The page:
Bridal Gowns

This will not be my regular disecting of religion or one of its representatives, but it did come about because of comments from the sisters of a preacher about to be married. If you are about to become a traditional bride, you might not want to read any further because what follows is neither purity white nor blessed in heaven. "Say Yes to the Dress: Atlanta," a show about purchasing the dream dress for you wedding dominated the television screen for two-hours, while I researched errant preachers on my computer. What I picked up in the periphery put a stylus in my grip as all the things I despise about weddings surfaced, which is nearly everything.

Of the things that take the shine off my patent leather shoes when it comes to weddings, and there are many, one particularly irks me--the COST! As I listened and watched to the show, I was struck by the number of women and men with brain damage who barely blinked at gowns costing$30,000, $60,000, $100,000 and more. 

In their quest to purchase the perfect fairy tale princess gown, many of the anxious women brought everyone from brothers and sisters to moms and dads to ensure success in picking the one just made for that bride. However, from the four episodes I watched it seemed the brides-to-be brought the good, bad and the ugly of wedding gown judges--friends, soon to be in-laws, the payee that thinks their vote should override even the bride's and the groom. Why the hell he wants to be there or consented is open to interpretation.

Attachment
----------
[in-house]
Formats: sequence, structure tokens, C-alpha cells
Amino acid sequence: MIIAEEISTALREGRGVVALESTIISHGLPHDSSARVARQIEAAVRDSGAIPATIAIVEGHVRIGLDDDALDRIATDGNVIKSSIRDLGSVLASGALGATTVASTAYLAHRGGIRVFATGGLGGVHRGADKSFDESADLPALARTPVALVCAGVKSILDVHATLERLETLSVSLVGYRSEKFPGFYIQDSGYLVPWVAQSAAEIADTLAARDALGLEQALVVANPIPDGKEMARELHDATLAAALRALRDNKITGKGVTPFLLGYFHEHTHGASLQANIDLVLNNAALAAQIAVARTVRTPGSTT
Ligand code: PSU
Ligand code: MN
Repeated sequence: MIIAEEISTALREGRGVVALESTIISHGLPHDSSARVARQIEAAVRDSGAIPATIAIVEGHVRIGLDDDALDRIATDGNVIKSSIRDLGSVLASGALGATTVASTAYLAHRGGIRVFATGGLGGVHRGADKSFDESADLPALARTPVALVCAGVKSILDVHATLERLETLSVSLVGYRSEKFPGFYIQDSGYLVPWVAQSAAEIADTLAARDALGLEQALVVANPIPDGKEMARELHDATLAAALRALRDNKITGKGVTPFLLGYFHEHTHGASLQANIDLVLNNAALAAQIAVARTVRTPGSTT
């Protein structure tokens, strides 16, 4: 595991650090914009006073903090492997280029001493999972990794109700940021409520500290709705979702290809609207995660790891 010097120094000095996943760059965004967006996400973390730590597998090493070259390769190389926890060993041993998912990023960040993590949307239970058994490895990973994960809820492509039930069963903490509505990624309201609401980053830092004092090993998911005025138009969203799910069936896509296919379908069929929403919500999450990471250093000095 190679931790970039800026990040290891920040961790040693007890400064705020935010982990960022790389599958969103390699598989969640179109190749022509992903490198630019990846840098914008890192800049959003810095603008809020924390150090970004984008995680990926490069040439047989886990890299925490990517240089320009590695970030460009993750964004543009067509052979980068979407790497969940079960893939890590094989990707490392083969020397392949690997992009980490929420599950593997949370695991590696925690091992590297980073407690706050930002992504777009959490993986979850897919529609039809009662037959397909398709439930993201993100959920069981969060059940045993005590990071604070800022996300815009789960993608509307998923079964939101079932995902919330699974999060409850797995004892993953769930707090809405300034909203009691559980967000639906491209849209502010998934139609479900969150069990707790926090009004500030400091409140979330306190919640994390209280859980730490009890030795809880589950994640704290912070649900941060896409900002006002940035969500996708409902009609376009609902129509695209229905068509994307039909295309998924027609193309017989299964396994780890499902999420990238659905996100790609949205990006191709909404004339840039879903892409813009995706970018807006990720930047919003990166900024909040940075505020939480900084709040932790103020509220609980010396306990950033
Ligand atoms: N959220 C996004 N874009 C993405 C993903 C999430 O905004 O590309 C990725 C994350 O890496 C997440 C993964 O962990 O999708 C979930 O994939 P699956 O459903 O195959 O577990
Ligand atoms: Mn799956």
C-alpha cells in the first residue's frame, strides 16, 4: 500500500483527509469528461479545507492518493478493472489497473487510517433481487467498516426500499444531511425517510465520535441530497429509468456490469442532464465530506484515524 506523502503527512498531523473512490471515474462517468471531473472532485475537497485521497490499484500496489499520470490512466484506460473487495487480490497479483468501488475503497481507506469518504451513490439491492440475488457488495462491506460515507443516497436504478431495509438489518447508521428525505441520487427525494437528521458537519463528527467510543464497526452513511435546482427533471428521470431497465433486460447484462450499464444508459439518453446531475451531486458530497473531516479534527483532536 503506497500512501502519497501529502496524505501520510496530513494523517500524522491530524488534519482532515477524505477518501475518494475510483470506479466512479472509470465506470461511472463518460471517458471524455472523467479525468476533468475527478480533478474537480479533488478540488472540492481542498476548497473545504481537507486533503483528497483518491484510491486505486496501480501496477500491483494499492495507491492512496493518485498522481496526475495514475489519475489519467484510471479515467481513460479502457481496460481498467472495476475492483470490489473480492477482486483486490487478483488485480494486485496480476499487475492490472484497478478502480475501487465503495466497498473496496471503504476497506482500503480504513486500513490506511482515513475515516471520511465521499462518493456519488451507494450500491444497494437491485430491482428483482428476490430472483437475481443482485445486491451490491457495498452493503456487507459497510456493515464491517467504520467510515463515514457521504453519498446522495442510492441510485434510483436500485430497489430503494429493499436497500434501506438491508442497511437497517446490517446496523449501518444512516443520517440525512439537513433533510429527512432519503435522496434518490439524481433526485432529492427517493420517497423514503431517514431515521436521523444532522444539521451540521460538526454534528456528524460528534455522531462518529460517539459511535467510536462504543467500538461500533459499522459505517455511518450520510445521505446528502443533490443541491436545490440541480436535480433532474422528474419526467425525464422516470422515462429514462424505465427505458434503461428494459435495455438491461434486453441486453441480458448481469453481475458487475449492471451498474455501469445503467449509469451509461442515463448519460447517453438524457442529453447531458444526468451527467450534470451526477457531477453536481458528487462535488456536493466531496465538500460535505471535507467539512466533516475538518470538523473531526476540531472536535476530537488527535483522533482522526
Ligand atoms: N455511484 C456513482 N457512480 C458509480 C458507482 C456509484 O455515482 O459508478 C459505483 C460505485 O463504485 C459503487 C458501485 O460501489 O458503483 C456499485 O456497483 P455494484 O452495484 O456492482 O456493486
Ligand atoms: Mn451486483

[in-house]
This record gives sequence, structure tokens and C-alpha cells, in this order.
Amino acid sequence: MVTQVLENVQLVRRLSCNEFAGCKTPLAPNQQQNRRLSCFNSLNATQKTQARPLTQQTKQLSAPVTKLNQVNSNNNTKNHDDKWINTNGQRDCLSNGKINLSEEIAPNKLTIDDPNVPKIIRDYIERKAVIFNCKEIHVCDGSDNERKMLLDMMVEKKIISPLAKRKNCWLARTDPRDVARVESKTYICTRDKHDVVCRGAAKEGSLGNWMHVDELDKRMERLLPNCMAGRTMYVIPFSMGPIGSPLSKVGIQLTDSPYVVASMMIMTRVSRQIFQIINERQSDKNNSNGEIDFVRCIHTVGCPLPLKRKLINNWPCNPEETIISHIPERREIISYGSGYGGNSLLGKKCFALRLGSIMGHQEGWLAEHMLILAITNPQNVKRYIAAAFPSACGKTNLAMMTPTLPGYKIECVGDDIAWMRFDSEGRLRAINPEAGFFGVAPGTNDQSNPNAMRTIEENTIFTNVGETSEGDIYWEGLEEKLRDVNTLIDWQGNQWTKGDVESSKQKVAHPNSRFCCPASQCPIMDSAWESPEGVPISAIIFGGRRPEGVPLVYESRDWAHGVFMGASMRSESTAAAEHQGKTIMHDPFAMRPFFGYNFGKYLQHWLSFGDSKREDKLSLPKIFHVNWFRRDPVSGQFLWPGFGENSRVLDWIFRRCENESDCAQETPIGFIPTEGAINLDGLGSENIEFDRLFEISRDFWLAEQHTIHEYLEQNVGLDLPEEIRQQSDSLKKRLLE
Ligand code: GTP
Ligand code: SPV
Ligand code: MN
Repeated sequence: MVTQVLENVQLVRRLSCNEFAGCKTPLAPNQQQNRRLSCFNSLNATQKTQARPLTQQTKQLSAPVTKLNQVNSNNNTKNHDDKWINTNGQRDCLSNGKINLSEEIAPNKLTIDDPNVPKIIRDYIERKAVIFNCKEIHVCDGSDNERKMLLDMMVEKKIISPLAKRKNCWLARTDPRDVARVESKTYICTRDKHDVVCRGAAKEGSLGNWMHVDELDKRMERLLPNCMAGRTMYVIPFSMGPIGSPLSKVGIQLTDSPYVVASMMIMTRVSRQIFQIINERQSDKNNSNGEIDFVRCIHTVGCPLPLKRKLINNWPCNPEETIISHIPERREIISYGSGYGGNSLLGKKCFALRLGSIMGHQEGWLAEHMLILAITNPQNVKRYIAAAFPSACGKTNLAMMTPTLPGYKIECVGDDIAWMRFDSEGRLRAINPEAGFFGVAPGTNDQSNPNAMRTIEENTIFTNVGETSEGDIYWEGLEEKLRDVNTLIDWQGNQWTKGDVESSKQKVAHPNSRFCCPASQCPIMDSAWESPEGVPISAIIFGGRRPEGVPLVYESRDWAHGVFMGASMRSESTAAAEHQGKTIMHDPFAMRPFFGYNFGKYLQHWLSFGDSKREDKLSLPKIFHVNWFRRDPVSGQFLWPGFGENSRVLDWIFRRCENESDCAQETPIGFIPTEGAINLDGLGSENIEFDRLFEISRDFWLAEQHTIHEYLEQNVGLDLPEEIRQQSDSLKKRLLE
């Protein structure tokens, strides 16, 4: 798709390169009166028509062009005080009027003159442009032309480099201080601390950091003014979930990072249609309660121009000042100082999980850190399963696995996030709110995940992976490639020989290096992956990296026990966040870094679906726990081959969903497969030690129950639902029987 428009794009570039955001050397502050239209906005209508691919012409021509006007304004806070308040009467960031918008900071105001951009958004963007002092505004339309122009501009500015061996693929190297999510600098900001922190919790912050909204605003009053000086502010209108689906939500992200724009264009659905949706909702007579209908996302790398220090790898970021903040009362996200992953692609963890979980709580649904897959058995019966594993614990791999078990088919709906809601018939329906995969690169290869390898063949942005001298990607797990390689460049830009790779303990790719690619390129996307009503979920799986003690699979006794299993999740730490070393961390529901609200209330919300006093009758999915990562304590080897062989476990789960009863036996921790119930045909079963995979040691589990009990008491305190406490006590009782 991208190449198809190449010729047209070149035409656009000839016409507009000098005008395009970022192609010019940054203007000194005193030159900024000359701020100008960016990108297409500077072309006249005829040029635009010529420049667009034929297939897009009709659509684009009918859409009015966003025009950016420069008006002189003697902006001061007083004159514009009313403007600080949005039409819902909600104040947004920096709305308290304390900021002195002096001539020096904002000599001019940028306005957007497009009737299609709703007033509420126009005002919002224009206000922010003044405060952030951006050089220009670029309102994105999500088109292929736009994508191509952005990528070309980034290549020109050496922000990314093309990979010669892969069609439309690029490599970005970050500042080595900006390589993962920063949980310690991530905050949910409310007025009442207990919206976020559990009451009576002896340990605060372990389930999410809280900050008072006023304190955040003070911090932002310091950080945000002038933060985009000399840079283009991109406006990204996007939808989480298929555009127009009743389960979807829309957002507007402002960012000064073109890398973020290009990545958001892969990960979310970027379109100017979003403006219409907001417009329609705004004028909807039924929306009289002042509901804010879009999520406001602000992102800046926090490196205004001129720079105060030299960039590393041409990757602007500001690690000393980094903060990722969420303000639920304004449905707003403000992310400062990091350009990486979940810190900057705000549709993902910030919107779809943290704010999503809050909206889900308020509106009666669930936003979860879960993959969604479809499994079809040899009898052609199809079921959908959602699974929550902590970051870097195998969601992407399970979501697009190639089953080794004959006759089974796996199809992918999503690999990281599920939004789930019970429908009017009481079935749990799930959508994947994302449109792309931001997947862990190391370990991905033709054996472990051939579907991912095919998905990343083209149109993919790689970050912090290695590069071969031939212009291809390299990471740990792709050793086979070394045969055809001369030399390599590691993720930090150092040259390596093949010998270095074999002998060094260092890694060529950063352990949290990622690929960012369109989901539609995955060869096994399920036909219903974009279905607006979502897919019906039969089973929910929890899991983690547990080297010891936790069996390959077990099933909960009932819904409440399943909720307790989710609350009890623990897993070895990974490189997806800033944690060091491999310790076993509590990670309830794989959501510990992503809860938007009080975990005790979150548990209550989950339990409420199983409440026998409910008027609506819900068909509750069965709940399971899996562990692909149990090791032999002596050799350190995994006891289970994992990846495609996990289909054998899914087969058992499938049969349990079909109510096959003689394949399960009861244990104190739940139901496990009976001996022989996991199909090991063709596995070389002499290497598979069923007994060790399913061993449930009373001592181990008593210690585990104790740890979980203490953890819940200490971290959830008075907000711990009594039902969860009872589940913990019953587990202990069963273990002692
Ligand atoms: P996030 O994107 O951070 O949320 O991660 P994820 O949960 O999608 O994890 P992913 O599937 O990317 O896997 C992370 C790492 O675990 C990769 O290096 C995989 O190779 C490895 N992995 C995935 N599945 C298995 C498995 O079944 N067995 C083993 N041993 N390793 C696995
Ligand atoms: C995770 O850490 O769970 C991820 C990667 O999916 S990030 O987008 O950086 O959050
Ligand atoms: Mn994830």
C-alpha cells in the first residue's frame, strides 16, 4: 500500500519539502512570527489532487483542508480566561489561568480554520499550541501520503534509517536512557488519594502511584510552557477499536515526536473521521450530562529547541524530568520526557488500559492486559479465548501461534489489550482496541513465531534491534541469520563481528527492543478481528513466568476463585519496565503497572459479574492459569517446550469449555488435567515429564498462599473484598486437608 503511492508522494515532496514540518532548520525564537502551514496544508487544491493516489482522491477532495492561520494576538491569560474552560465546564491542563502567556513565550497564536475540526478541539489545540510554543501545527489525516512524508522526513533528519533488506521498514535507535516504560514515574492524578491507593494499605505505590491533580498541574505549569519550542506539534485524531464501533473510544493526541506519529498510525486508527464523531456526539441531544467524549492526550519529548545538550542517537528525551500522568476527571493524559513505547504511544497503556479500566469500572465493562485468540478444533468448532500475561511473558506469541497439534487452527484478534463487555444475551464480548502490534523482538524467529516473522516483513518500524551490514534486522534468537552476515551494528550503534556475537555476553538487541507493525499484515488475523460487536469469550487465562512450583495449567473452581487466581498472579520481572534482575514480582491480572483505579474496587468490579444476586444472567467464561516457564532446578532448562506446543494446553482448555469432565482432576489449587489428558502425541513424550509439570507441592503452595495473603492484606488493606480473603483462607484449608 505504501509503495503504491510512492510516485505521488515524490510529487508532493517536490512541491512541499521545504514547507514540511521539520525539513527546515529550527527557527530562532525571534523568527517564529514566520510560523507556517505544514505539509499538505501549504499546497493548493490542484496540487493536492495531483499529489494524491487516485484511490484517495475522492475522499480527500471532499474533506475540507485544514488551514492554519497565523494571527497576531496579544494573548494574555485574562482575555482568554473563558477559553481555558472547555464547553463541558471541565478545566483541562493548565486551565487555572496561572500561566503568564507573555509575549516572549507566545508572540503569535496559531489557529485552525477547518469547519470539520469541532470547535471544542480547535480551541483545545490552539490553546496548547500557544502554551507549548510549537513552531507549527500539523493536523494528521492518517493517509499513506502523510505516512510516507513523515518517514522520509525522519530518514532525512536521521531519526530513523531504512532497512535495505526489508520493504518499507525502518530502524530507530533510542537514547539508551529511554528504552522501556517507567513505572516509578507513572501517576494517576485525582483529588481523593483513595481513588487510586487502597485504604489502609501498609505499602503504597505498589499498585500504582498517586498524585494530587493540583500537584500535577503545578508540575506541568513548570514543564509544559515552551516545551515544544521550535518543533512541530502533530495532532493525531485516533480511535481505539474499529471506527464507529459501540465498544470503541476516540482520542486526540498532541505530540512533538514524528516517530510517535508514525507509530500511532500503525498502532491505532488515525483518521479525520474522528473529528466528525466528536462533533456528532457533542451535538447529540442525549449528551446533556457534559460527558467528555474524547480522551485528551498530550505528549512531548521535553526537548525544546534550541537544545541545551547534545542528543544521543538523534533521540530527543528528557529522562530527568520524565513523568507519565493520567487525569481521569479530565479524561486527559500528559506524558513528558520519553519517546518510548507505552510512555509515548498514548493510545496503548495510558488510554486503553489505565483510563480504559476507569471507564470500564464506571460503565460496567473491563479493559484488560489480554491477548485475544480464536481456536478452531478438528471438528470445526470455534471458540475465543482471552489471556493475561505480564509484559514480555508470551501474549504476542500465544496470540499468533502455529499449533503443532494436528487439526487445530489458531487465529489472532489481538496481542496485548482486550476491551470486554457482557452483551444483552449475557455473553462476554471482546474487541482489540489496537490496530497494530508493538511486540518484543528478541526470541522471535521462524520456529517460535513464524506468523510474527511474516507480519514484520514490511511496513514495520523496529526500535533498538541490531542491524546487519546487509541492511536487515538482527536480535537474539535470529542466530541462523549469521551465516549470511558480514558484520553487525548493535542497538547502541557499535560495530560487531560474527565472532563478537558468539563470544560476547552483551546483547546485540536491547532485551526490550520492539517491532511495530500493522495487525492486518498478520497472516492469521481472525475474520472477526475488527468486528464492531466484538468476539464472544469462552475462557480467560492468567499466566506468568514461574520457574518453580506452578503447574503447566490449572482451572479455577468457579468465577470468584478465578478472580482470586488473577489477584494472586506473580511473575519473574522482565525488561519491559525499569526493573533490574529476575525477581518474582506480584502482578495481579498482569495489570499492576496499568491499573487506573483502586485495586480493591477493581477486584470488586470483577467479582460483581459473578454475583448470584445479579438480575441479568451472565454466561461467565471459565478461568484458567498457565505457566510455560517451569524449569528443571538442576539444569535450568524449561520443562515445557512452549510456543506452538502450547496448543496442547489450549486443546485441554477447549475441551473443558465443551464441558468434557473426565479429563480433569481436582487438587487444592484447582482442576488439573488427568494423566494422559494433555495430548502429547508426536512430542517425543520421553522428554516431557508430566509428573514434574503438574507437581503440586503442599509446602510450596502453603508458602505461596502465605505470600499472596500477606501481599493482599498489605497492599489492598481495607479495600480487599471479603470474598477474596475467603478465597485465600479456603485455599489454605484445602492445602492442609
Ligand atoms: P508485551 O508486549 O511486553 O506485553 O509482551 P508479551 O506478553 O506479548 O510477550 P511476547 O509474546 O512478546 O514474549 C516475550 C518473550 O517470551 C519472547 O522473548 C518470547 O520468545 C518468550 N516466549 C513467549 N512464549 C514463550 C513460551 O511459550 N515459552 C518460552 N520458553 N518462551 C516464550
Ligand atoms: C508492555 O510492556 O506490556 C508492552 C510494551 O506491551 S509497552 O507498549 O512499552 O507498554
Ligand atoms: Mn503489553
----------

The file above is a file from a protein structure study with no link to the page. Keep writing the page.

The sisters of a preacher about to be married felt it was in poor taste for the bride to wear an off-white gown, after all they were virgins when they married and the Pope's children attended. A mother kept stressing that when she married women wore sleeves and that a strapless gown looked cheap. It looked beautiful to me, but cheap it wasn't at $18,000. A soon to be groom complained that the dress his future wife picked would interfere with dancing. Another woman brought ten of her closest friends and they shot down everything including one of the witches flying past. 

Despite the cost, I actually enjoyed looking at the gowns which nearly all approaching a work of art and many of the women became not just attractive but stunning. I found myself rooting for the bride and she would tell the naysayers to kiss her ass. I am not against a bride looking her best, but when a gown surpasses the cost of a motorcycle (something I can use more than once), a Prisma or a starter house, I lose interest at the mention especially considering the divorce rate in this country.

I'm not anti-marriage, just anti-wedding and consider it a phenomenal waste of money that desecrates the idea of life-long love and caring. Credit must be given to art of advertising and marketing, which start before most reach awareness. The subliminal messages are constant as are the blatant ads suggesting that being unmarried without all the trimmings is nearly sinful and unpatriotic. Meanwhile, we men are goaded into becoming providers, although judging from the numbers of those "shacking" something is being lost in the translation.